Notice/Transparency

Most privacy laws start with the premise that companies must tell consumers how and why they gather personal information. To achieve that goal, privacy laws require companies to post a public notice explaining the following:

  1. Why the company is gathering personal information,
  2. What the company does with that information,
  3. Whether the company shares that information with third-parties,
  4. Whether personal information is being used for a company purpose or being sold to third-parties,
  5. What the company does to protect personal information,
  6. What rights, if any, a consumer has when it comes to processing personal information, and
  7. How to contact the company in case consumers have questions about how the company handles personal information.

Consumer Rights

Privacy regulations vary when it comes to consumer rights, but the three recurring rights are:

  1. The right to access personal information,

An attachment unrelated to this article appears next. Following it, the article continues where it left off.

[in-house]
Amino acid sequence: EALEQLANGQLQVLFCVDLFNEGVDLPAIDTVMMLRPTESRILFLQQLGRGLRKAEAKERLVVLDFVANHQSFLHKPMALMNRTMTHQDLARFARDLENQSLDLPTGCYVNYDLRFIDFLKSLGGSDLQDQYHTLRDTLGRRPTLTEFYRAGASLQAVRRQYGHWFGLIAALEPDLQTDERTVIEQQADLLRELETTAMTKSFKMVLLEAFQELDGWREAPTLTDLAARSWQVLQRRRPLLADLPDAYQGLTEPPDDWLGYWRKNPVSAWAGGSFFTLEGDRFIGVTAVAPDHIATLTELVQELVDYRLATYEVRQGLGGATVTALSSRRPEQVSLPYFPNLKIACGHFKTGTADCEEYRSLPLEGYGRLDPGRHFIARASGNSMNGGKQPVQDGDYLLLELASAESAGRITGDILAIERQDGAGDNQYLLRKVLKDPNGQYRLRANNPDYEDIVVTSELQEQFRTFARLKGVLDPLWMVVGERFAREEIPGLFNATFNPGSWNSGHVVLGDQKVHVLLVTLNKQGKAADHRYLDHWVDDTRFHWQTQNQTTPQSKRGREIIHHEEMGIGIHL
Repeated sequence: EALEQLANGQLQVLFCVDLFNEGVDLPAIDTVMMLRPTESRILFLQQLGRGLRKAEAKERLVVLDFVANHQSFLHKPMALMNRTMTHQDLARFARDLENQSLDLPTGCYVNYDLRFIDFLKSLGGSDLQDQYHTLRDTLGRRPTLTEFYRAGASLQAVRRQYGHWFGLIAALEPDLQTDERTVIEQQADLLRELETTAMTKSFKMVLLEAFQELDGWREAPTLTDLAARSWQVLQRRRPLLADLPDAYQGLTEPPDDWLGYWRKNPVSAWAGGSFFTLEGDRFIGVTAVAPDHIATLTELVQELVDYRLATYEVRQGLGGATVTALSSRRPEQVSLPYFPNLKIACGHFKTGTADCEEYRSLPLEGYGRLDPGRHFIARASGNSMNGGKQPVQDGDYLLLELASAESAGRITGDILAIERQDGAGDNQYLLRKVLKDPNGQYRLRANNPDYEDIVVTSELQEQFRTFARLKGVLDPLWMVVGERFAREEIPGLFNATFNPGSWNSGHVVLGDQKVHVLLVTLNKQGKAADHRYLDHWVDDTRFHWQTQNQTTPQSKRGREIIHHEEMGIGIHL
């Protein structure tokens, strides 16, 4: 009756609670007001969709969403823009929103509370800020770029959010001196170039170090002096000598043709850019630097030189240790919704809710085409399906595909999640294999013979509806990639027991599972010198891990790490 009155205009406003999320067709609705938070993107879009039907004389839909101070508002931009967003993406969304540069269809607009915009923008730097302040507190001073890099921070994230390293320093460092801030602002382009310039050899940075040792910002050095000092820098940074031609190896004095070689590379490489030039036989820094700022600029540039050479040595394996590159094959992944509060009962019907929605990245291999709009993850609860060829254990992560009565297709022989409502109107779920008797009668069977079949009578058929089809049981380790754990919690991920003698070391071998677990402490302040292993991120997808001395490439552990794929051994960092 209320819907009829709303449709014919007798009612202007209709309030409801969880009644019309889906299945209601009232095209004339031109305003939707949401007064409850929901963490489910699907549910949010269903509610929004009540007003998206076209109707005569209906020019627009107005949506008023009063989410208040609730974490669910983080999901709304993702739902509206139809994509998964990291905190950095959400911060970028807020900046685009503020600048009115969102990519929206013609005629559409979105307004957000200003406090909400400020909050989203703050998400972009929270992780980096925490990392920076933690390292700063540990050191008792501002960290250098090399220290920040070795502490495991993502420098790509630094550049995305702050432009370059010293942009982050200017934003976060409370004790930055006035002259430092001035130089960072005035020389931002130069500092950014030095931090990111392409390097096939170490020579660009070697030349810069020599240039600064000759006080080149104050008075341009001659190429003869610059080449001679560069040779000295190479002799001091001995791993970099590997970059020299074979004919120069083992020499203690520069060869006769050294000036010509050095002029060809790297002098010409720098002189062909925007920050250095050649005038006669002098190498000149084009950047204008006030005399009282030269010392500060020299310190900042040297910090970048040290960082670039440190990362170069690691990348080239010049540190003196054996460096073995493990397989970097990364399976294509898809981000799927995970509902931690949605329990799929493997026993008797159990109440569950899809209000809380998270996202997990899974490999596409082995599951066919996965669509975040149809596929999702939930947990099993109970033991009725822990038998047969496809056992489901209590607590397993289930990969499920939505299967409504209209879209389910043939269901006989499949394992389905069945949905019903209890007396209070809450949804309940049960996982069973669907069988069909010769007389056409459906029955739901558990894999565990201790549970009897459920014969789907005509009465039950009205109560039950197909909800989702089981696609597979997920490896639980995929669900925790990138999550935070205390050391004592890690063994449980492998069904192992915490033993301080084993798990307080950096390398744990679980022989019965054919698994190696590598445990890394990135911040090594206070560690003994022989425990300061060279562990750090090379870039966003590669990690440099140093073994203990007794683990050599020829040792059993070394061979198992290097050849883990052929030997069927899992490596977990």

2. The right to delete information, and
  3. The right to restrict how a company processes information.

Regarding access, companies not only need to provide information in the privacy notice, but they also need to provide information to consumers when the consumer requests it. Companies must provide requested information in a common electronic format and must also provide the information within a reasonable time after the consumer’s request.

A lot of companies worry about the right to delete or restrict personal information because it triggers an obligation to delete or restrict personal information from the company’s network and all the partners who received that personal information from the company. There are, however, exceptions to those rights. Consumers cannot ask companies to delete or restrict processing when personal information is needed to perform a contract between the company and the consumer.

Administrative Privacy Programs

Most privacy laws require some level of administrative privacy within a company.  Administrative privacy includes privacy policies and procedures, a privacy charter approved by a company’s board of directors, data protection impact assessments and a process for responding to consumers’ requests and data breach events. A designated person, who is responsible for a company’s privacy objectives, should routinely report to the highest level of management about data privacy impact assessments, consumer requests, breach events and progress toward privacy goals.